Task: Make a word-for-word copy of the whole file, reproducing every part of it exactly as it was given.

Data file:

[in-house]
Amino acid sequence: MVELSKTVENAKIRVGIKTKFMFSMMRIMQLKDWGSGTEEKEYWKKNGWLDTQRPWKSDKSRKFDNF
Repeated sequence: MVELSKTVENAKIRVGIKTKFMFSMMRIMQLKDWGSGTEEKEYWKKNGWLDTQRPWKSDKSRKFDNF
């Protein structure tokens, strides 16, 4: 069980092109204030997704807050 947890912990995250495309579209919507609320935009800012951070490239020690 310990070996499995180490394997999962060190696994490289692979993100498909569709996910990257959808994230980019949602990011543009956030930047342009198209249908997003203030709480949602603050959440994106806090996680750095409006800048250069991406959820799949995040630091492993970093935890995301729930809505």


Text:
[in-house]
Amino acid sequence: MVELSKTVENAKIRVGIKTKFMFSMMRIMQLKDWGSGTEEKEYWKKNGWLDTQRPWKSDKSRKFDNF
Repeated sequence: MVELSKTVENAKIRVGIKTKFMFSMMRIMQLKDWGSGTEEKEYWKKNGWLDTQRPWKSDKSRKFDNF
């Protein structure tokens, strides 16, 4: 069980092109204030997704807050 947890912990995250495309579209919507609320935009800012951070490239020690 310990070996499995180490394997999962060190696994490289692979993100498909569709996910990257959808994230980019949602990011543009956030930047342009198209249908997003203030709480949602603050959440994106806090996680750095409006800048250069991406959820799949995040630091492993970093935890995301729930809505």